Triplegia Cerebral Palsy - Medical Negligence Compensation Solicitors | MedNeg.com.au
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Triplegia Cerebral Palsy
Triplegia cerebral palsy, sometimes referred to as spastic triplegia affects three limbs of the body. Some people may find this term to be somewhat confusing because there is no one set pattern of bodily involvement. That said, triplegia usually involves one arm and both legs; however, it can involve one leg and both arms.
Triplegia cerebral palsy is sometimes considered a form of hemiplegia with an overlapping diplegia. This is because the majority of the difficulty is with the legs. If the patient is severely impacted on all three limbs, some medical professionals will categorize the condition as quadriplegia, with less involvement of one arm.
Most individuals who suffer with triplegia exhibit symptoms such as tight muscle tone, poor muscle tone and stiff, jerky movements. They may also have a general lack of balance, involuntary movements and a lack of coordination. As is the case with other types of CP, triplegia is non-progressive, meaning it will not worsen with time.
The majority of cases of triplegia cerebral palsy develop as a result of a birth defect that occurs naturally due to one or more of several risk factors in the mother, the father or during the development of the foetus. While most of these cases do not directly involve any wrong doing from health care professionals during the birth process, about ten percent of the cases of triplegia result from some form of birth injury.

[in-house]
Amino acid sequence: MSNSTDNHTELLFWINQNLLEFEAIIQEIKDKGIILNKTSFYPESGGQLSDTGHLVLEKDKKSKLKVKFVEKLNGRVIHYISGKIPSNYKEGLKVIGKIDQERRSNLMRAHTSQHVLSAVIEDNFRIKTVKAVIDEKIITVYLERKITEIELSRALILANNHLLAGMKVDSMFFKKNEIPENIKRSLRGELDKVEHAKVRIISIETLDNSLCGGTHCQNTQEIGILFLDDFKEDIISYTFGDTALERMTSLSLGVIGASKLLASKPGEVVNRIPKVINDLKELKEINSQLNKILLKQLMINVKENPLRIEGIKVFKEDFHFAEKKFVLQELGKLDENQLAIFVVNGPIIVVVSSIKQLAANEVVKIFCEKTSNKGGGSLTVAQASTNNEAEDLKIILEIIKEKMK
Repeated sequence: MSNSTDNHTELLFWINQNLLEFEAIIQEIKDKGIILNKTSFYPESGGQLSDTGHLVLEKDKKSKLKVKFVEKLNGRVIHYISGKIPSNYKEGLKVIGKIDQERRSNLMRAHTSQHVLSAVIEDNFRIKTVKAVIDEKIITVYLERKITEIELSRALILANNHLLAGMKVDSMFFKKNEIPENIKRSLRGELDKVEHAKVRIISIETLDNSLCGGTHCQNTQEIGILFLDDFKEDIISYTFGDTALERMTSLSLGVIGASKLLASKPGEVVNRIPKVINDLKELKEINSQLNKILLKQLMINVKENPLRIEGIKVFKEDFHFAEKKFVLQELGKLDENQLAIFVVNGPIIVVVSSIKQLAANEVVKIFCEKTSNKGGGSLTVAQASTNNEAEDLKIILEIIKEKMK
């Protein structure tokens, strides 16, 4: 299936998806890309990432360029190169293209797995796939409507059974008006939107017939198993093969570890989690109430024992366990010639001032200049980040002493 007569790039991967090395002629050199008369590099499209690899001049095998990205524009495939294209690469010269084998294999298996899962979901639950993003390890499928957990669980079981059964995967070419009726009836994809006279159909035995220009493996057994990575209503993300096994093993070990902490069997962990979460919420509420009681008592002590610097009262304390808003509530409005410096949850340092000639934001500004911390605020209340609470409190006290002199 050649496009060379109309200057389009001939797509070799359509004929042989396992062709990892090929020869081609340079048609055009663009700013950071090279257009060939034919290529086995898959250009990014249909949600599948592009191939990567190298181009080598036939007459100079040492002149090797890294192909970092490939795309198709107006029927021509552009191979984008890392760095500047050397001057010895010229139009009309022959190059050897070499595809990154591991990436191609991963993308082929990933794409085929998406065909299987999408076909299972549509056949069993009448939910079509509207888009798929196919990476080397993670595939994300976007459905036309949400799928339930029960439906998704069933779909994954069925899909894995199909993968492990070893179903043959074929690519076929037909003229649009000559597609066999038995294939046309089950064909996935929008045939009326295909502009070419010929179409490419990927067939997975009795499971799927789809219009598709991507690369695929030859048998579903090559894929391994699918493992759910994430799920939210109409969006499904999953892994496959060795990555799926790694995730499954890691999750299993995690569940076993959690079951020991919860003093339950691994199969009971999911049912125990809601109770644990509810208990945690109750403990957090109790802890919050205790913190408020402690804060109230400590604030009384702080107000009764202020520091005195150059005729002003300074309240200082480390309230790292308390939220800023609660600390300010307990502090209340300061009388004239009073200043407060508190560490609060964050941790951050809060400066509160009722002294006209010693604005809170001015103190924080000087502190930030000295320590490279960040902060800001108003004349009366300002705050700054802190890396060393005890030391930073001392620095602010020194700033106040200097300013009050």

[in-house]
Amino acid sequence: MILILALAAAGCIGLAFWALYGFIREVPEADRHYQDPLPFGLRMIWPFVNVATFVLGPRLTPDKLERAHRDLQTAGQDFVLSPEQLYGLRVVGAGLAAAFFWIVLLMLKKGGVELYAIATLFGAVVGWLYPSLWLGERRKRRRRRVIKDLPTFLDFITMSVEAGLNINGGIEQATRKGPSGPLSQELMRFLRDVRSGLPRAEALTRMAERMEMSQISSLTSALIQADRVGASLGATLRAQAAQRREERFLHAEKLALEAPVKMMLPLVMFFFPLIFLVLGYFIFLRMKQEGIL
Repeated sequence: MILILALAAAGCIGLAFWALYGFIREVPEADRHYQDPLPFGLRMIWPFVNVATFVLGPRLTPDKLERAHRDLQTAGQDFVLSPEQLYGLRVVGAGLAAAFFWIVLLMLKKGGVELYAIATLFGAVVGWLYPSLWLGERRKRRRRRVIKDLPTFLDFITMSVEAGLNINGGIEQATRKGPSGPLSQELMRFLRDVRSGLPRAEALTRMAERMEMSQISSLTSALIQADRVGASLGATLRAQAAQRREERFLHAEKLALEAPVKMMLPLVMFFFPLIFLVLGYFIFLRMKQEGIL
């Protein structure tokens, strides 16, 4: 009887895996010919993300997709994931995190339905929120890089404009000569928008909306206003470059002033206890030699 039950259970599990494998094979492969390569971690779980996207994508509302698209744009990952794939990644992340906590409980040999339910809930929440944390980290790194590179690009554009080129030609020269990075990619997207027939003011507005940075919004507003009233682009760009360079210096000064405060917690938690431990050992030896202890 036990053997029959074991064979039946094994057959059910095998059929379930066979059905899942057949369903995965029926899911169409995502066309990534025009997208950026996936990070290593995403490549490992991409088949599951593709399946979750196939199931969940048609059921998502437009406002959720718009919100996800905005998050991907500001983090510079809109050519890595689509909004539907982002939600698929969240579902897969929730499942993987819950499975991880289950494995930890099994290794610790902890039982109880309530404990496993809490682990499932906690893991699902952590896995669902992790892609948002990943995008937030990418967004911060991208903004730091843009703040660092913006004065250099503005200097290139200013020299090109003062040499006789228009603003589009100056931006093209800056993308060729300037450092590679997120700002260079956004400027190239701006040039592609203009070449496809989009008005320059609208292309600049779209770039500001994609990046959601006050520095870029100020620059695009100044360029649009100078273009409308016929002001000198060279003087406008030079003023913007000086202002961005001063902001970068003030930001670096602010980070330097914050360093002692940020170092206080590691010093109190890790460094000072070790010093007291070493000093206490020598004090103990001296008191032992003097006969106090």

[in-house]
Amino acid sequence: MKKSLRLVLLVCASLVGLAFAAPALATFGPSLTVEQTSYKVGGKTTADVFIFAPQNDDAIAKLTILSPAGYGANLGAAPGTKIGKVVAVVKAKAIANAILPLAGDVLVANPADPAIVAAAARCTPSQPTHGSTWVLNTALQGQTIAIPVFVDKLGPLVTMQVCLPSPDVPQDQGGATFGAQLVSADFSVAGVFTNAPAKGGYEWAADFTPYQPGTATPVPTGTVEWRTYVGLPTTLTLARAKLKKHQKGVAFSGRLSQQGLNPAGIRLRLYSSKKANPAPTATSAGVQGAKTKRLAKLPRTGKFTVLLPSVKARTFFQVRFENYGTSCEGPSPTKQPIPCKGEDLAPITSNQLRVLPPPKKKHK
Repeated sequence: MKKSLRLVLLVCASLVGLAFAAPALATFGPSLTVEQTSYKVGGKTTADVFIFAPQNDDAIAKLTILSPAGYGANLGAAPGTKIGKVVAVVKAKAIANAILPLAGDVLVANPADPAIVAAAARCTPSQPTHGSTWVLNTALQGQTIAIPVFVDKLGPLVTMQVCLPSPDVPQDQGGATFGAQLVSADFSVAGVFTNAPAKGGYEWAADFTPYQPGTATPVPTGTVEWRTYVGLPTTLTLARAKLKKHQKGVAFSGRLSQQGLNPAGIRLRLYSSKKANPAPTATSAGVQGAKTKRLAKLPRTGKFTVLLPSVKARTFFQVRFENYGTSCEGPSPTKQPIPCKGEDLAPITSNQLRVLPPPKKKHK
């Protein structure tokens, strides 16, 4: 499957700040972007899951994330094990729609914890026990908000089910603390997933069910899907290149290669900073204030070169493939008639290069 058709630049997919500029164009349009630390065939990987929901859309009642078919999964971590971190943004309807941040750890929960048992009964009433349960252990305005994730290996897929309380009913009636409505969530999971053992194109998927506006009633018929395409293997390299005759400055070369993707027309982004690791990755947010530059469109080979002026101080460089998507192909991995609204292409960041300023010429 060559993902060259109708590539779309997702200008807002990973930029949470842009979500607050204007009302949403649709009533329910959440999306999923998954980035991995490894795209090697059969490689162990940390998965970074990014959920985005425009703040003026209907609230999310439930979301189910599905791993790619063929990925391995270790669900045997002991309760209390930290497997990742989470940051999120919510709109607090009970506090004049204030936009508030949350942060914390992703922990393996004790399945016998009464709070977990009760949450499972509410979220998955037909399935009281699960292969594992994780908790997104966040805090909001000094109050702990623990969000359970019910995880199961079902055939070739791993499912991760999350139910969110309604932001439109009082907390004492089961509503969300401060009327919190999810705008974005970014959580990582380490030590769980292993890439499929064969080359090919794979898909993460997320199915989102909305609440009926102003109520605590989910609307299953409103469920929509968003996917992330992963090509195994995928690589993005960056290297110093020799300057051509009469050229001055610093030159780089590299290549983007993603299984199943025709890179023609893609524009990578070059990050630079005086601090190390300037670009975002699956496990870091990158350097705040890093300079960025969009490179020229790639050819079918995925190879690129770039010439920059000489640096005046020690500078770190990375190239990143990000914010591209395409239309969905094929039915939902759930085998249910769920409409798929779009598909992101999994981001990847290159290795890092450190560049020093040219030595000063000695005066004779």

Regardless of how triplegia developed, it is vital you provide the best possible care for your child. This involves routine check-ups to monitor symptoms, a variety of diagnostic tests, as well as consultations from several different specialists. The ultimate goal is to design a treatment plan that gives the child the best possible chance of living as normal a life as possible, while teaching them how to be self-sufficient to the best of his or her ability. While the damage is irreversible, some improvement may be achievable depending on the severity of the symptoms.
It is very important the advice of a team of cerebral palsy health care professionals be sought when designing a treatment plan for an individual with triplegia. These professionals will be able to perform a complete evaluation as to the overall condition of the patient, abilities of the patient, as well as conduct an assessment as to what type of therapy would be the most beneficial. Some of the most common types of therapies include speech therapy to improve basic communication and mobility therapy to make better use of, even, limited movement. Therapy may also include instructing the individual how to use assistive devices, such as voice synthesizers and specialized wheel chairs. Other medical treatments, such as operations to repair or restore vision and hearing, bone stabilizing procedures and surgeries to relieve some of the muscle tension may provide benefit. Certain medications may be utilized as well, in an attempt to relax tensed muscles, reduce the effects of tremours and control seizures.
It should be noted that, even with therapy and other forms of medical treatments, individuals suffering with triplegia may not improve or gains may only be very minute. Reasonable goals and expectations should always be set. The most important treatments you can provide for patients with triplegia are physical and emotional support. Proper care and compassion make all the difference for these individuals. Even though communication may be difficult, he or she is able to comprehend their situation and appreciate all the efforts that are made.
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The author of the substantive medical writing on this website is Dr. Christine Traxler MD whose biography can be read here